Android’s China Problem – Schmidt Struggles To Keep Apps In His Market

As our recent coverage of China’s proliferating app store segment has shown, Google (NSDQ: GOOG) is not in full control of its own operating system in the Far East.

And that fact was laid before Android’s biggest exponent, Eric Schmidt, on Wednesday…

Conference delegate Anina – a model, fashionista and tech personality – told Schmidt during Q&A at the Le Web conference that having to submit her apps to umpteen different app stores makes her life hard.

We’re still developing our plan,” Schmidt replied from the stage to the crowd. “Because of the China (political) situation, anything we do with China is more complicated than with anywhere else.

I counted more than 70 (app) stores of one kind or another, and I was just in Beijing.

My advice would just be to figure out the three or four largest, tied to the mobile carriers – they get government spending and have volume.

“It’s a real problem and we’re working on that.”

So Schmidt really advised an Android developer to use app stores other than his own Android Market for distribution. And that is the reality in China – Chinese companies have taken Google’s Android ball and ran farther with it than those in the west, where Android is still closely tied to Google…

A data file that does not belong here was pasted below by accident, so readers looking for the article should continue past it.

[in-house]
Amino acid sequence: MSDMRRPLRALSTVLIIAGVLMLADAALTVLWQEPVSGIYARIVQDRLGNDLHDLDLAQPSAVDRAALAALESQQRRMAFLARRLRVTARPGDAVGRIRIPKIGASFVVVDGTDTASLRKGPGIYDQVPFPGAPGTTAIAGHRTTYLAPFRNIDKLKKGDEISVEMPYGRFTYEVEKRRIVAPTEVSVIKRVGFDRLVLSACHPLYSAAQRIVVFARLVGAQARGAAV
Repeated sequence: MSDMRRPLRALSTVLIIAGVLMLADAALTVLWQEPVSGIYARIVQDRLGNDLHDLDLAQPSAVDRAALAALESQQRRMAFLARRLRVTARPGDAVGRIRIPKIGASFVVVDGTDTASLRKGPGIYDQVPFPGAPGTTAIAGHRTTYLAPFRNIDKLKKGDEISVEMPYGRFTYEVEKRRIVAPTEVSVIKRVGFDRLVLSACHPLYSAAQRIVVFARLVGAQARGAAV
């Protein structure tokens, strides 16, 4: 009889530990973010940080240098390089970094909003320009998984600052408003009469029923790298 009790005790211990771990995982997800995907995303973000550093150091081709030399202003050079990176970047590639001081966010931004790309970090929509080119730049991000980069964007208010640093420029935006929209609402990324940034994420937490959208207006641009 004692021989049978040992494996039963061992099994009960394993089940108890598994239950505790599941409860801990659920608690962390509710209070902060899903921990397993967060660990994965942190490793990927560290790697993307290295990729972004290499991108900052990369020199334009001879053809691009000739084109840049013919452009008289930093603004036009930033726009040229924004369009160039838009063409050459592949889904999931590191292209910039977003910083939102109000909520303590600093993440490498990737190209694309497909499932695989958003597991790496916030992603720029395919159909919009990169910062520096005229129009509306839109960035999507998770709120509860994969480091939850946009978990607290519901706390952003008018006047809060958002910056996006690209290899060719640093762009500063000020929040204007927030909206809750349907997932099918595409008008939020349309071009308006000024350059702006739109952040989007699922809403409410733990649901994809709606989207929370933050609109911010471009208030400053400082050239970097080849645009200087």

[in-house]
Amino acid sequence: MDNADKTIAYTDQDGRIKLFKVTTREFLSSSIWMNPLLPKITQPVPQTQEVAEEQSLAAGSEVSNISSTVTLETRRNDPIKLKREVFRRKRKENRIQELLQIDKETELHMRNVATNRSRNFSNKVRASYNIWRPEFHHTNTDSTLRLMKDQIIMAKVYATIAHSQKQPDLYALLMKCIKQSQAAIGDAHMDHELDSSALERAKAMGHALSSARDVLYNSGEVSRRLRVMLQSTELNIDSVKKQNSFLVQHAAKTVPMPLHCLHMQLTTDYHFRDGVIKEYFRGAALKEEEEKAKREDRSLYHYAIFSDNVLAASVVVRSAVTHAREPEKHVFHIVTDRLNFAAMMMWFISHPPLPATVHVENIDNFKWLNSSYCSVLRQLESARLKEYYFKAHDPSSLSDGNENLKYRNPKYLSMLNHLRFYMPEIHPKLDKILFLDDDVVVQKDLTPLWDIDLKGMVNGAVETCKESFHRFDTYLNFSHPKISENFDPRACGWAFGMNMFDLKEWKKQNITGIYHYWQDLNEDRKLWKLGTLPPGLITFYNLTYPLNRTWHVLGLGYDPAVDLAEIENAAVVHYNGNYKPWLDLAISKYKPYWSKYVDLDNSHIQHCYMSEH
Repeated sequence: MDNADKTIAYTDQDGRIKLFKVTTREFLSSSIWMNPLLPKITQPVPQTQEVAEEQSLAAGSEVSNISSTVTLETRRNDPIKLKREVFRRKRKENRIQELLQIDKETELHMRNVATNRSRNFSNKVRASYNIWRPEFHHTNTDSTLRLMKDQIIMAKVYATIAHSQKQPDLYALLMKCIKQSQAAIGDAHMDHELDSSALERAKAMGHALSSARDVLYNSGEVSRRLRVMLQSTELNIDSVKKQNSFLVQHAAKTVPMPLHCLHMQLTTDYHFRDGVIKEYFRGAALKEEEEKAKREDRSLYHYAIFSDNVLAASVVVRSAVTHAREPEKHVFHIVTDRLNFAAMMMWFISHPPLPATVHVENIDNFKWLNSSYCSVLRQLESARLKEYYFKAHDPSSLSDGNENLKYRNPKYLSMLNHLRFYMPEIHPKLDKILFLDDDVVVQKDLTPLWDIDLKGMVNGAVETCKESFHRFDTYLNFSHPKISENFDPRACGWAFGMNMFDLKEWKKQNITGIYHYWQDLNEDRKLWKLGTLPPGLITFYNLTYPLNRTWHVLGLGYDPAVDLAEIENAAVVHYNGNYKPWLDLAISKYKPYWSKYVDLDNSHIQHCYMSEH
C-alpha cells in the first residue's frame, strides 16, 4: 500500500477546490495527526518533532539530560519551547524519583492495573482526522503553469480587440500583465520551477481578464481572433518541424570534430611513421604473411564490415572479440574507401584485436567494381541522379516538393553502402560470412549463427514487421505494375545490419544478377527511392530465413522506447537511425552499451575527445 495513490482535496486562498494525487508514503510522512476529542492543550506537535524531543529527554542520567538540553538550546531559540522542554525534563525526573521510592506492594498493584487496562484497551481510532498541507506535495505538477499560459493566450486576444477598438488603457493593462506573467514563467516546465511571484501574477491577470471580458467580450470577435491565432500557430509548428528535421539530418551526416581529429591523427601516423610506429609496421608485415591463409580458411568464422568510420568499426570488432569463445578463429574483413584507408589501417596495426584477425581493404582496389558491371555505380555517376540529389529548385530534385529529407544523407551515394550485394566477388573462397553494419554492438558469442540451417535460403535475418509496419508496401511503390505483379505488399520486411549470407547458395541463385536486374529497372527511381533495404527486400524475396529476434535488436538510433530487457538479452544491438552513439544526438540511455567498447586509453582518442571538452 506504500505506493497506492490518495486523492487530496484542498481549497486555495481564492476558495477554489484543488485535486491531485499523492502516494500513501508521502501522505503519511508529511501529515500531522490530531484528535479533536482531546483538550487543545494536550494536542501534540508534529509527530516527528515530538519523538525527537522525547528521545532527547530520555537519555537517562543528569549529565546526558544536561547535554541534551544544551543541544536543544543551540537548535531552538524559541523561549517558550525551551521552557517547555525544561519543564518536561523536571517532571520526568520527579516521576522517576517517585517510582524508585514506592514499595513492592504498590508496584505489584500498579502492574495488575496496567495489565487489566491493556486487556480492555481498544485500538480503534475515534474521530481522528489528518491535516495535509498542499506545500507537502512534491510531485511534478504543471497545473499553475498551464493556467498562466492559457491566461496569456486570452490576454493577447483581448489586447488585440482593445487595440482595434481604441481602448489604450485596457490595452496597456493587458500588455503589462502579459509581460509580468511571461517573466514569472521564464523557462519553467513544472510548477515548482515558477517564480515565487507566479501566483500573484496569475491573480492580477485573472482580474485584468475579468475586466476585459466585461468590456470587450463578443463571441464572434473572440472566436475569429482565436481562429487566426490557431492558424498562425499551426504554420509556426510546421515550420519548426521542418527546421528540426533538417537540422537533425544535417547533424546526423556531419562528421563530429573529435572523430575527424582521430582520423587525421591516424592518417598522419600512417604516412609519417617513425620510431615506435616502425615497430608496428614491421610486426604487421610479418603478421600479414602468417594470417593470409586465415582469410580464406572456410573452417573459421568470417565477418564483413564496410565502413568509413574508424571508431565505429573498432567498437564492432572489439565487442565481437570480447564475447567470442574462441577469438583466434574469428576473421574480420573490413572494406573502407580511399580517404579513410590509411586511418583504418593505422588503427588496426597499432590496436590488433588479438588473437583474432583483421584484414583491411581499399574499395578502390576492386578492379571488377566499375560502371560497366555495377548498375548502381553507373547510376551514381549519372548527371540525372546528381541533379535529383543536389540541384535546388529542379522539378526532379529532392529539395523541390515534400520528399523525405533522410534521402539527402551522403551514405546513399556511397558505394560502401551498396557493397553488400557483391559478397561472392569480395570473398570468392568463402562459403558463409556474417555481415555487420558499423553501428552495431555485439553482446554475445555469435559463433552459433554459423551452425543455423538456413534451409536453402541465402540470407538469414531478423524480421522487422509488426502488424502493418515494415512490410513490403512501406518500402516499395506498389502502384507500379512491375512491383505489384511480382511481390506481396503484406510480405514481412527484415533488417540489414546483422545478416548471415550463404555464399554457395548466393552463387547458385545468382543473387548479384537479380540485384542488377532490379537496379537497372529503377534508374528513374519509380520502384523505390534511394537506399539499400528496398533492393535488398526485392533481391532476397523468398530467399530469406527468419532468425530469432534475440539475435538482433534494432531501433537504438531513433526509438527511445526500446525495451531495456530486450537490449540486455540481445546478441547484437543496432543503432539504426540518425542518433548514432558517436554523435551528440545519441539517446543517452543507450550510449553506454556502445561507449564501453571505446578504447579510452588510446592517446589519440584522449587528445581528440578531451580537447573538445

• Platforms: Many of the leading telco and internet brands there have been forking Android in to their own, radically different native versions of the OS, like Tencent’s iQQ, that don’t require users have Google accounts.
  • Stores: On top of that, the app market economy is highly liberalised. If you thought Amazon (NSDQ: AMZN) Appstore was a threat to Android Market, consider the dozens of alternatives that already dominate Android Market in China.

Although Research2Guidance recently used its data to suggest Chinese download very few Android apps, quite the opposite is true…

China is actually seeing astronomical hyper-growth in apps, and the number of Chinese registered with a mobile app store grew from 100 million to 150 million this Q3 alone, according to government figures. Research2Guidance was only looking at Chinese downloads from Google’s official Android Market, which is little used in China compared with its rivals.

This is what open-source has wrought. And Google will be challenged to put these demons back in Android’s box.